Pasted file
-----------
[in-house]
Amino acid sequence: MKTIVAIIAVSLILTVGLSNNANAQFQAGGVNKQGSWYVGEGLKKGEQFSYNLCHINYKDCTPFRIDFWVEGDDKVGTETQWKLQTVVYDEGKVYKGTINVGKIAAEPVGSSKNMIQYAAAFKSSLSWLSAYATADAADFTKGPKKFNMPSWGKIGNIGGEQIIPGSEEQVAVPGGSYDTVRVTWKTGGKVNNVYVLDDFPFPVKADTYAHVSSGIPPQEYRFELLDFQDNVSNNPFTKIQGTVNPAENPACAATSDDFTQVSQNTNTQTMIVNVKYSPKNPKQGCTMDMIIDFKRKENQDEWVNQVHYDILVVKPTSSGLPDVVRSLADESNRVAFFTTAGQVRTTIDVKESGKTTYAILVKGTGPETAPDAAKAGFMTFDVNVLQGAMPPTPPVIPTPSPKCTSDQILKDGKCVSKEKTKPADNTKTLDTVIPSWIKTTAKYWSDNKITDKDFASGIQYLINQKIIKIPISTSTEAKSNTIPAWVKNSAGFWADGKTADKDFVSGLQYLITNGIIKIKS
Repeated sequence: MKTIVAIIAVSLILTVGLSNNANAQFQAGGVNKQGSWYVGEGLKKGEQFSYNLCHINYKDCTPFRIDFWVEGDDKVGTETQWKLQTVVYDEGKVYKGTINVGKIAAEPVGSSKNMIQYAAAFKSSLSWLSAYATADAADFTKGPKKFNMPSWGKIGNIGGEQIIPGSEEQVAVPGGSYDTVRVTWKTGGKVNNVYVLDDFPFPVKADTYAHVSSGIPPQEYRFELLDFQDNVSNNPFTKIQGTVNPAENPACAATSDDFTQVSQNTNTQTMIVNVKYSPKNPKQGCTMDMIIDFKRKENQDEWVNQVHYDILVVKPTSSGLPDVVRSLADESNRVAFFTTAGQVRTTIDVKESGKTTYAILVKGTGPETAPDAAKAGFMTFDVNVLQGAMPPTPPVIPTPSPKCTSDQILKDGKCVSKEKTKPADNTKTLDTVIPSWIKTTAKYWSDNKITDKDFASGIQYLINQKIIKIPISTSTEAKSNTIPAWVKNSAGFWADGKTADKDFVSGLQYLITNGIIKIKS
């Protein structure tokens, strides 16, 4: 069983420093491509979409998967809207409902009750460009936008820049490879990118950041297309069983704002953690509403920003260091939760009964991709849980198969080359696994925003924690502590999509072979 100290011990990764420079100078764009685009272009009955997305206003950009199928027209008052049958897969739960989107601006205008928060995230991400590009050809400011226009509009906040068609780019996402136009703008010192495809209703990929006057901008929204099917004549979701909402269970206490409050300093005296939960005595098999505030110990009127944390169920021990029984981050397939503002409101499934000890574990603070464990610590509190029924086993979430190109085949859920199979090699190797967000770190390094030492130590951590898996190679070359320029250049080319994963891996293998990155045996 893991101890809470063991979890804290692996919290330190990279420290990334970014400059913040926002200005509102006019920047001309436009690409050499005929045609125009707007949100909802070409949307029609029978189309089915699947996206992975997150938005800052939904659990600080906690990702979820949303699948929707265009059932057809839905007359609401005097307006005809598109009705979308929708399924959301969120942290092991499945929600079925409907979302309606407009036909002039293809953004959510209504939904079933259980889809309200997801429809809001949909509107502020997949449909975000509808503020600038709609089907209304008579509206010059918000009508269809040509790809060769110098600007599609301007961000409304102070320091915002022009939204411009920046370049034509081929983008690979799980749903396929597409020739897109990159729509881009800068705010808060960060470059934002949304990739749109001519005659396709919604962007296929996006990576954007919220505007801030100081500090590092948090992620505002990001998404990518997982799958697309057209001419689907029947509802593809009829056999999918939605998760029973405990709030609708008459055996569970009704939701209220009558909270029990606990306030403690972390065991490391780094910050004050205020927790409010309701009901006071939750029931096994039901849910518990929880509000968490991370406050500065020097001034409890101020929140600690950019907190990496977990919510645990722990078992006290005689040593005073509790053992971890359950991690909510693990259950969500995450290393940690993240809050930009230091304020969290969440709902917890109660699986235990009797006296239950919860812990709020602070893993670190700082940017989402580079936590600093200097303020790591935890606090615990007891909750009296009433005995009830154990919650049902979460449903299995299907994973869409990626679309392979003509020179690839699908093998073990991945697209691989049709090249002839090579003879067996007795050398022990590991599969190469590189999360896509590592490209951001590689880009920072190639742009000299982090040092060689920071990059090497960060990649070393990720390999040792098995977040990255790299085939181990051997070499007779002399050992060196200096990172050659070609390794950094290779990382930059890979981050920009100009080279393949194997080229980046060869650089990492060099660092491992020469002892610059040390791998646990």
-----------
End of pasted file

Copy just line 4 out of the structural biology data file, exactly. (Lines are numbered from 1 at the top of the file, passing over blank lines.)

């Protein structure tokens, strides 16, 4: 069983420093491509979409998967809207409902009750460009936008820049490879990118950041297309069983704002953690509403920003260091939760009964991709849980198969080359696994925003924690502590999509072979 100290011990990764420079100078764009685009272009009955997305206003950009199928027209008052049958897969739960989107601006205008928060995230991400590009050809400011226009509009906040068609780019996402136009703008010192495809209703990929006057901008929204099917004549979701909402269970206490409050300093005296939960005595098999505030110990009127944390169920021990029984981050397939503002409101499934000890574990603070464990610590509190029924086993979430190109085949859920199979090699190797967000770190390094030492130590951590898996190679070359320029250049080319994963891996293998990155045996 893991101890809470063991979890804290692996919290330190990279420290990334970014400059913040926002200005509102006019920047001309436009690409050499005929045609125009707007949100909802070409949307029609029978189309089915699947996206992975997150938005800052939904659990600080906690990702979820949303699948929707265009059932057809839905007359609401005097307006005809598109009705979308929708399924959301969120942290092991499945929600079925409907979302309606407009036909002039293809953004959510209504939904079933259980889809309200997801429809809001949909509107502020997949449909975000509808503020600038709609089907209304008579509206010059918000009508269809040509790809060769110098600007599609301007961000409304102070320091915002022009939204411009920046370049034509081929983008690979799980749903396929597409020739897109990159729509881009800068705010808060960060470059934002949304990739749109001519005659396709919604962007296929996006990576954007919220505007801030100081500090590092948090992620505002990001998404990518997982799958697309057209001419689907029947509802593809009829056999999918939605998760029973405990709030609708008459055996569970009704939701209220009558909270029990606990306030403690972390065991490391780094910050004050205020927790409010309701009901006071939750029931096994039901849910518990929880509000968490991370406050500065020097001034409890101020929140600690950019907190990496977990919510645990722990078992006290005689040593005073509790053992971890359950991690909510693990259950969500995450290393940690993240809050930009230091304020969290969440709902917890109660699986235990009797006296239950919860812990709020602070893993670190700082940017989402580079936590600093200097303020790591935890606090615990007891909750009296009433005995009830154990919650049902979460449903299995299907994973869409990626679309392979003509020179690839699908093998073990991945697209691989049709090249002839090579003879067996007795050398022990590991599969190469590189999360896509590592490209951001590689880009920072190639742009000299982090040092060689920071990059090497960060990649070393990720390999040792098995977040990255790299085939181990051997070499007779002399050992060196200096990172050659070609390794950094290779990382930059890979981050920009100009080279393949194997080229980046060869650089990492060099660092491992020469002892610059040390791998646990």